In Graduate Studio II, the student will refine a body of creative work that synthesizes studio activity with ongoing research. This course encourages critical reflection and refinement of the student’s goals for studio-led inquiry. Students will use Graduate Studio II to develop and define their Thesis Project articulating a research position and its corollary methodologies in a finalized Research Plan* in preparation for the Mid-Program Review. Students will also participate in a work-in-progress exhibition with their cohort.

CRST613 Graduate Studio III

Graduate Studio III facilitates intensive, self-directed studio activity as defined in the student’s Research Plan. In this course the student will produce a significant body of work that evinces sustained studio-led inquiry and critical reflection on the methodologies undertaken. The work produced will clarify and refine the student’s Research Plan* and inform the overall Thesis Project.

*The Research Plan is a living document that will evolve throughout the student’s program.

CRST614 Graduate Studio IV

In Graduate Studio IV, the student will initiate an original body of work that critically engages with a defined research position while evincing effective theoretical and methodological approaches. Studio activity in this course focuses on the initiation of a discrete body of work that functions as a key site of critical thought and inquiry, in order to produce and engage with new forms of knowledge explicit in the final Thesis Project.

NOTE: Studio praxis will inform the supporting Thesis Paper written for CRSM.623 Thesis Project Seminar. The Thesis Paper is intended as a supporting document for the final Thesis Project and will be reviewed by both the seminar instructor and the Principal Supervisor. This collaborative approach necessitates shared critical encounters with the studio work for both the Principal Supervisor and instructor of CRSM.623.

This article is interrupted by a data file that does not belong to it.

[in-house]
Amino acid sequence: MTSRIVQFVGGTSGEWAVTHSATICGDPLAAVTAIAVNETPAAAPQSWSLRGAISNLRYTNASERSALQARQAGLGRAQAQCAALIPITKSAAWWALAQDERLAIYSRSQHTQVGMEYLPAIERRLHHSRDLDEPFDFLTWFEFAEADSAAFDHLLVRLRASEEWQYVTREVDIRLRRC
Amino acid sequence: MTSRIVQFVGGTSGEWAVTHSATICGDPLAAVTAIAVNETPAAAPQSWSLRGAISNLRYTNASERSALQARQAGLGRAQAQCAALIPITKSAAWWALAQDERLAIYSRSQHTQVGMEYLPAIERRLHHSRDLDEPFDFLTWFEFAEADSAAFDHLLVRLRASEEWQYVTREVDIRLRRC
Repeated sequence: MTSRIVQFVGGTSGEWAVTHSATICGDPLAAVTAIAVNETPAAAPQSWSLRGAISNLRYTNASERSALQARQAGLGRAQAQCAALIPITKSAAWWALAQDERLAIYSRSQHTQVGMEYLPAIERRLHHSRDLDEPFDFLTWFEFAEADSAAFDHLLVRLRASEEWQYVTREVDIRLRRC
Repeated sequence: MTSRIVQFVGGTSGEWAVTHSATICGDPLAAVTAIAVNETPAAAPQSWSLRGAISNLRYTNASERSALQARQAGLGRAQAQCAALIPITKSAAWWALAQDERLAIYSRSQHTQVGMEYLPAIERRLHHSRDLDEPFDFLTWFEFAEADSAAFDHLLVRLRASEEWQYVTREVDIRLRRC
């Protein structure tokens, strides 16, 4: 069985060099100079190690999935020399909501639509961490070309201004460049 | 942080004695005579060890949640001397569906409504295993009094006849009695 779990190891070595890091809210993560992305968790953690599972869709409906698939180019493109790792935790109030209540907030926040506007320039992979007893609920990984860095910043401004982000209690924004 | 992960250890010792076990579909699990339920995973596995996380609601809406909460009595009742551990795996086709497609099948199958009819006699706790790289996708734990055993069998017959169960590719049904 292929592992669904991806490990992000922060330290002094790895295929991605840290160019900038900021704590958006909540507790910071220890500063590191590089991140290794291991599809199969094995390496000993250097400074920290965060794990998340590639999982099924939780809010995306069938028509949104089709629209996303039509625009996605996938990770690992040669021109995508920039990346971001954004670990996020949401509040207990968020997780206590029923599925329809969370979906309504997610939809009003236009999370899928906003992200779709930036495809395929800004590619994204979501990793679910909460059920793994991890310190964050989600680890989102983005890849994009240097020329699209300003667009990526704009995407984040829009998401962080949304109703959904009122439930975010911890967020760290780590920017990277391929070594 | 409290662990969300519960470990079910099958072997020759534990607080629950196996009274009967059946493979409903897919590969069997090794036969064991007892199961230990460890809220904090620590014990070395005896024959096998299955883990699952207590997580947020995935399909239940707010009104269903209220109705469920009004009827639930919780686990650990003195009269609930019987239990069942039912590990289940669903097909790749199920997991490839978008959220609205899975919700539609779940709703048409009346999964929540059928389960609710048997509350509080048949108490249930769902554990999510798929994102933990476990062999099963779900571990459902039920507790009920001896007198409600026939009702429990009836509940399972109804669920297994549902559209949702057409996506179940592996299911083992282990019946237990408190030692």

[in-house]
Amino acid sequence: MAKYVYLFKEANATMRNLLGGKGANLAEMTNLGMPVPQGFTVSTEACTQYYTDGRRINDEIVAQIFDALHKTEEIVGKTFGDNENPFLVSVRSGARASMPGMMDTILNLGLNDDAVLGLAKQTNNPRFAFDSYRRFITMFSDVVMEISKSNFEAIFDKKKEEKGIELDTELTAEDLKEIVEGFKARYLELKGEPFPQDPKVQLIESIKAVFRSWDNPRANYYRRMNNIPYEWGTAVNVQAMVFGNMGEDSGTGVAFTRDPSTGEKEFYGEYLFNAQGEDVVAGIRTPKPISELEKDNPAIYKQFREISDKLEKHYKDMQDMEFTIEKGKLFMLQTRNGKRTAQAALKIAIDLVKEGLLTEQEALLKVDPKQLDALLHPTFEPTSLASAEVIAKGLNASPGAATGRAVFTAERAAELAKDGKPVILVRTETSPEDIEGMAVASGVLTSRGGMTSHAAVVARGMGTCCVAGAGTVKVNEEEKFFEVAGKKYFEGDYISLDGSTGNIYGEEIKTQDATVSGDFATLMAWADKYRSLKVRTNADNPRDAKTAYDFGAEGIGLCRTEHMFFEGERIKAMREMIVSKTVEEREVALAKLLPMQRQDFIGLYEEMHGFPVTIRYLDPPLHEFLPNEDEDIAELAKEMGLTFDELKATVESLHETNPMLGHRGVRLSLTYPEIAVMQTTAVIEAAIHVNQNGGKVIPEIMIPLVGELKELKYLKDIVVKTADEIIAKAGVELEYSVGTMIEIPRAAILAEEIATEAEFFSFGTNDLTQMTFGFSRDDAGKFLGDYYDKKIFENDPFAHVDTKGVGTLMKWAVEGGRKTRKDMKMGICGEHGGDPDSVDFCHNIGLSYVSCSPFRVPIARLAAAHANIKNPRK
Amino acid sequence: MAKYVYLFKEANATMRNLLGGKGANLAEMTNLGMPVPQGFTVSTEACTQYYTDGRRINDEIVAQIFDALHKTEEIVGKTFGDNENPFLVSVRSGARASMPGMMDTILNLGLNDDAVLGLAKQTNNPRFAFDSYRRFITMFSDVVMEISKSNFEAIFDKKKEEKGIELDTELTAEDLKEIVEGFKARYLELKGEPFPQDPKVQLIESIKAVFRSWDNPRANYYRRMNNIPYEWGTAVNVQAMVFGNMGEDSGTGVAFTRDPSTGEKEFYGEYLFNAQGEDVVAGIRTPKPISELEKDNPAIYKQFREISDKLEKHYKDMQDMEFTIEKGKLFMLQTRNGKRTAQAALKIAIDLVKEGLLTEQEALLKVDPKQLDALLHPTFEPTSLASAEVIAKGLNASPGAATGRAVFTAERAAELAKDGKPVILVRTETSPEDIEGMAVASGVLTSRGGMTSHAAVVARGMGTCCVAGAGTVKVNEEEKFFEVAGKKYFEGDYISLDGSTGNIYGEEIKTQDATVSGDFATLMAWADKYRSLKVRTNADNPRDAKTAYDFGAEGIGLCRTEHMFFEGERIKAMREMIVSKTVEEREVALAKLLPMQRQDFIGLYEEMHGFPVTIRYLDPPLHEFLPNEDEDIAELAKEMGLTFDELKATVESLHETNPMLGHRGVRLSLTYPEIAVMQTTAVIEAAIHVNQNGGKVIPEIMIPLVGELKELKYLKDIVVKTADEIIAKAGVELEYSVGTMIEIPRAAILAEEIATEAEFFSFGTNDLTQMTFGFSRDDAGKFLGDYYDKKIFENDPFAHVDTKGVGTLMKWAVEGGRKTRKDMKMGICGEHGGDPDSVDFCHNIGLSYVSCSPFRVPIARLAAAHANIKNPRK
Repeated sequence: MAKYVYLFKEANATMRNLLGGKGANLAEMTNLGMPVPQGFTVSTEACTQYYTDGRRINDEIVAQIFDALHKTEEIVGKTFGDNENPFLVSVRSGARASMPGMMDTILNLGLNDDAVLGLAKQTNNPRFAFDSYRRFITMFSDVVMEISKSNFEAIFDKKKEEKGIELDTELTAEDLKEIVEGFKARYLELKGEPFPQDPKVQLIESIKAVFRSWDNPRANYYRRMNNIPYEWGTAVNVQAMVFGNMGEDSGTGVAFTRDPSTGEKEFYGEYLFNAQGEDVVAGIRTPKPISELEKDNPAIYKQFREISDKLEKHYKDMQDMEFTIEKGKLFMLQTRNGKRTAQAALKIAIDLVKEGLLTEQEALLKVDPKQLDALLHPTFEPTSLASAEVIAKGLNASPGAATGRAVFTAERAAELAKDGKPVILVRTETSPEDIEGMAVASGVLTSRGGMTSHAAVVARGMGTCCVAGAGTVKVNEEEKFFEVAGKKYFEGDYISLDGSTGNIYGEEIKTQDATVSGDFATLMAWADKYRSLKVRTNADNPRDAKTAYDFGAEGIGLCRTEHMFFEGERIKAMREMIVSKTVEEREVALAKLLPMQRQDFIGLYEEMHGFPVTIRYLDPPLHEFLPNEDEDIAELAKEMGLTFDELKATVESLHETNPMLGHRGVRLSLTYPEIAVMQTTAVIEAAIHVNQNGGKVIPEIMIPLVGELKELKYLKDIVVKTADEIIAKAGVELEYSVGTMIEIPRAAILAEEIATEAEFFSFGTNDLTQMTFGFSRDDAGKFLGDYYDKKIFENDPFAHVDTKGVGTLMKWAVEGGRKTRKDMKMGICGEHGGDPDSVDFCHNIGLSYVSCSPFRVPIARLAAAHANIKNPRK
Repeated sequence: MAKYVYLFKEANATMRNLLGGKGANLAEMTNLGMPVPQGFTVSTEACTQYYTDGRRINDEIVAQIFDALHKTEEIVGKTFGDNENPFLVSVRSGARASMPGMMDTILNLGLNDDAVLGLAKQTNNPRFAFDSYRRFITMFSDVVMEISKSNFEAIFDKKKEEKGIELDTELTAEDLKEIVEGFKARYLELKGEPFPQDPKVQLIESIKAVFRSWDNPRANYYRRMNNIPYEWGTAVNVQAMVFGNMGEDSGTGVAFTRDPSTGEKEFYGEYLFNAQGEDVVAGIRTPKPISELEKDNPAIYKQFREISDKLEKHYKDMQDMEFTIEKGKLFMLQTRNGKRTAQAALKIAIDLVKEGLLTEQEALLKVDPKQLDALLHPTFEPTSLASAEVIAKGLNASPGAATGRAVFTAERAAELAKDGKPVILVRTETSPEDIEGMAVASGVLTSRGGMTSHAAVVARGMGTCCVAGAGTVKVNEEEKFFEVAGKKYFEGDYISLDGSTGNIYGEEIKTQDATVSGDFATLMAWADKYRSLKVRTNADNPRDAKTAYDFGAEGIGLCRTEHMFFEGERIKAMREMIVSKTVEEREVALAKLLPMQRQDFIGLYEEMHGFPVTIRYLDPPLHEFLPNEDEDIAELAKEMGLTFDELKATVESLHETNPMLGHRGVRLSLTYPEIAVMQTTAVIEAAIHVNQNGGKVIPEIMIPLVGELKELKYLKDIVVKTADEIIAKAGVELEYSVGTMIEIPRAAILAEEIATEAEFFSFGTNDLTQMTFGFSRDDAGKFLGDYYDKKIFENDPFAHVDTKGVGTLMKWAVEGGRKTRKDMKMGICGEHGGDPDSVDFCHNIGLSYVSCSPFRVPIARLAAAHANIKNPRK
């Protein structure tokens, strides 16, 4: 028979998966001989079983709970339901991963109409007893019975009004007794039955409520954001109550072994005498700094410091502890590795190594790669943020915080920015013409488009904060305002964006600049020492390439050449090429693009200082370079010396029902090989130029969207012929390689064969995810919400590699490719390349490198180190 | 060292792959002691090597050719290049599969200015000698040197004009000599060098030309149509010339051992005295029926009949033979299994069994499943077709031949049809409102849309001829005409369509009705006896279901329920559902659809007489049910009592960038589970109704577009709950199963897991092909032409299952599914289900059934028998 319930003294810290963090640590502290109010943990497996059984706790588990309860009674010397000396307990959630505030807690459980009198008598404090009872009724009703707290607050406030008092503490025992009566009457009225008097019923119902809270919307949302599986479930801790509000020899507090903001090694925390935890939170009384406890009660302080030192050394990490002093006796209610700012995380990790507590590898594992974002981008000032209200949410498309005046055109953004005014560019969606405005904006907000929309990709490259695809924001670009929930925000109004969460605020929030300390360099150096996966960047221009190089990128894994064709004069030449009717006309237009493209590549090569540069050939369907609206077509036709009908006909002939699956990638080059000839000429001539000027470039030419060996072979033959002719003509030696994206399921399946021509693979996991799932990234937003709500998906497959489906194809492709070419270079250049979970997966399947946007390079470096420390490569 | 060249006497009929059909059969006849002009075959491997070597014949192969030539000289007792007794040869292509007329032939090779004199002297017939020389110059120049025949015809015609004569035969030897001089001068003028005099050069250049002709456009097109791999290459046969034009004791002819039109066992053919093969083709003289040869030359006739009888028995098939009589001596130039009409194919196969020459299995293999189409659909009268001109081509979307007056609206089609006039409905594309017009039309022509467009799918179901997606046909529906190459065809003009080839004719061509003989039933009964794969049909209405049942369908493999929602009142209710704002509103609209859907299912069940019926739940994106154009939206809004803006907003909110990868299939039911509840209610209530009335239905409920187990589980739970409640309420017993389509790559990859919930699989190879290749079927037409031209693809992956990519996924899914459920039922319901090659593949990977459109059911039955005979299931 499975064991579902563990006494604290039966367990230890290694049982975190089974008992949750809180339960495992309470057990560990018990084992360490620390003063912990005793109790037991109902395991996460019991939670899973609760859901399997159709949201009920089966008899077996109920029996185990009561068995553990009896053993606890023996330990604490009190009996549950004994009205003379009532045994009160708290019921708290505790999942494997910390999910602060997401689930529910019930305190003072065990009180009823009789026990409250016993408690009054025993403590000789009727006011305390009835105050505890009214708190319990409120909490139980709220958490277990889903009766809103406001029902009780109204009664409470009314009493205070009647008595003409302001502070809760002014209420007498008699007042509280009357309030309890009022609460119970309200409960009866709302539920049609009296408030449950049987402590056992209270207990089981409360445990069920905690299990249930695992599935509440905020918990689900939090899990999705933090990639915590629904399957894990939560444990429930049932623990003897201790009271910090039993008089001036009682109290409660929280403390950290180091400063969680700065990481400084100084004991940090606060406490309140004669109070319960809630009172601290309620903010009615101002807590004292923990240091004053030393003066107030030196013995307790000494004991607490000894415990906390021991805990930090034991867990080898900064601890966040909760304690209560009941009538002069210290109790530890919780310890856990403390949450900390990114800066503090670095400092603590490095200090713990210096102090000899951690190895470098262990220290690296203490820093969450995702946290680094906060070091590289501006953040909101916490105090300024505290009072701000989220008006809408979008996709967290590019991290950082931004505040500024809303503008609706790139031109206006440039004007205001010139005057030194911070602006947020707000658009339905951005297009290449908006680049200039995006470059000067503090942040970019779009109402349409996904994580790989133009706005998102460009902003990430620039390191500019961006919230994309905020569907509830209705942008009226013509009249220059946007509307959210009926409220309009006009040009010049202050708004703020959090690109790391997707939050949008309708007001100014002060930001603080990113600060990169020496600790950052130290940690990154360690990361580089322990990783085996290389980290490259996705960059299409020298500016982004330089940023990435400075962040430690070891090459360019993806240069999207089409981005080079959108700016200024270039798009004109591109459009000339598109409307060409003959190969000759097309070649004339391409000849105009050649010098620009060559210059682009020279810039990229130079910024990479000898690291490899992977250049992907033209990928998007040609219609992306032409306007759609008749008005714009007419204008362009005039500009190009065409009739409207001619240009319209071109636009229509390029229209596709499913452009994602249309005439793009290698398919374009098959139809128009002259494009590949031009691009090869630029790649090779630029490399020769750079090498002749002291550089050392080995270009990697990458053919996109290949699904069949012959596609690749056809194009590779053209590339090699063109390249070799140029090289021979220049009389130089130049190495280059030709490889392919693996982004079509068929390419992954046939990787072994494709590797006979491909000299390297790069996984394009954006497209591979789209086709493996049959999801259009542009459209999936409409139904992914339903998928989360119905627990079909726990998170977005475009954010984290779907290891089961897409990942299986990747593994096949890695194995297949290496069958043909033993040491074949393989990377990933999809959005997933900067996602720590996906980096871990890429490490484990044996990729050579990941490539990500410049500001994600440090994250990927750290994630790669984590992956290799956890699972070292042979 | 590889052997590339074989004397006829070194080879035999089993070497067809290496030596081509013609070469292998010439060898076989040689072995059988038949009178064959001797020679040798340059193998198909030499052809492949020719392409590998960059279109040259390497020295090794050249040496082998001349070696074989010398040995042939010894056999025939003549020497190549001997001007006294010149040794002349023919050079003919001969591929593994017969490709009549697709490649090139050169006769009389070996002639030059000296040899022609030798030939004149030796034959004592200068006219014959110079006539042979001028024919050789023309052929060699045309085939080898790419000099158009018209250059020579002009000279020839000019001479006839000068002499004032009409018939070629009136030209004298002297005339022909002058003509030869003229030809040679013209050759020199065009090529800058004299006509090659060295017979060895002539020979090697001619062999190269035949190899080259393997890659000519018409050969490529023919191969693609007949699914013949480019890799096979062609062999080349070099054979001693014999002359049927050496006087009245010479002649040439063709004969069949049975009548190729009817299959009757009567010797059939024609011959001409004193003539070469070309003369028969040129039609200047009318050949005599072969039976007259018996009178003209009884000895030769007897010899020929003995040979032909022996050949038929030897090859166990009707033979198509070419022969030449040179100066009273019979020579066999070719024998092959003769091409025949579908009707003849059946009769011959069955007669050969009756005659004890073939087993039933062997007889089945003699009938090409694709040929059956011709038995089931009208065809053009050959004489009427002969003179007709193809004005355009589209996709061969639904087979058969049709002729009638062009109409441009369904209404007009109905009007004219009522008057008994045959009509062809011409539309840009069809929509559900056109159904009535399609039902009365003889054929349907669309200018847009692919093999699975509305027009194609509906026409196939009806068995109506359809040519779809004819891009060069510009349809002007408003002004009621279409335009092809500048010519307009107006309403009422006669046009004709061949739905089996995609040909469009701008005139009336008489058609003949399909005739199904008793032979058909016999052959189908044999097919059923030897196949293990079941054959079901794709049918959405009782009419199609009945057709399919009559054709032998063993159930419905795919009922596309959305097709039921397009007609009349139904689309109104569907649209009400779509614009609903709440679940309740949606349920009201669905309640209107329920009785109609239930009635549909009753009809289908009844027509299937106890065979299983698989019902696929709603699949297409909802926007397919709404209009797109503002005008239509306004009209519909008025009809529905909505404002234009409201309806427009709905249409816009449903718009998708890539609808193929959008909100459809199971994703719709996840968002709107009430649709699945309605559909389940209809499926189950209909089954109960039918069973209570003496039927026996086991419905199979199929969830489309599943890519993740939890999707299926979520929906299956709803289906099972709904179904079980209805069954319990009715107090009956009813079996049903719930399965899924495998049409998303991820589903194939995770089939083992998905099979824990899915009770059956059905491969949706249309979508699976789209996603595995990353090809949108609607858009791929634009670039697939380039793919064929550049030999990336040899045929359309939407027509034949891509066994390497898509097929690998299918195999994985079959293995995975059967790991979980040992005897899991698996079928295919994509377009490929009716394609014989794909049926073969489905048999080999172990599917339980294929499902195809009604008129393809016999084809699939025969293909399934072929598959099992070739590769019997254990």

CRST615 Graduate Studio V

Graduate Studio V is the final studio course and the cumulative learning experience of the program. The student will work intensively to complete and defend a Thesis Project (consisting of a Thesis Exhibition, Thesis Paper and Oral Defence) that critically engages with a defined research position while evincing effective theoretical and methodological approaches in order to produce and engage with new forms of knowledge.

CRRM640 Research Methods

Research Methods is a course that is designed to support the development of graduate students’ studio-based inquiry. Different methods of creative and critical inquiry will be introduced to students in response to ongoing dialogue about their practice. This dialogue will be sustained through seminar discussions, one-on-one meetings, the presentation of studio work, and written assignments that support experimentation and self-reflection. 


In consultation with your Principal Supervisor, students will propose two elective courses in support of the development of their Thesis Project. They may be organized in several ways, as either an independent study, an AUArts 300-400 level course which is elevated to a graduate-level credit, a 400 or graduate level academic course at another institution, a professional internship, or an artist residency. 

Rob Froese, Measured Composition, 2018 MFA Thesis Exhibition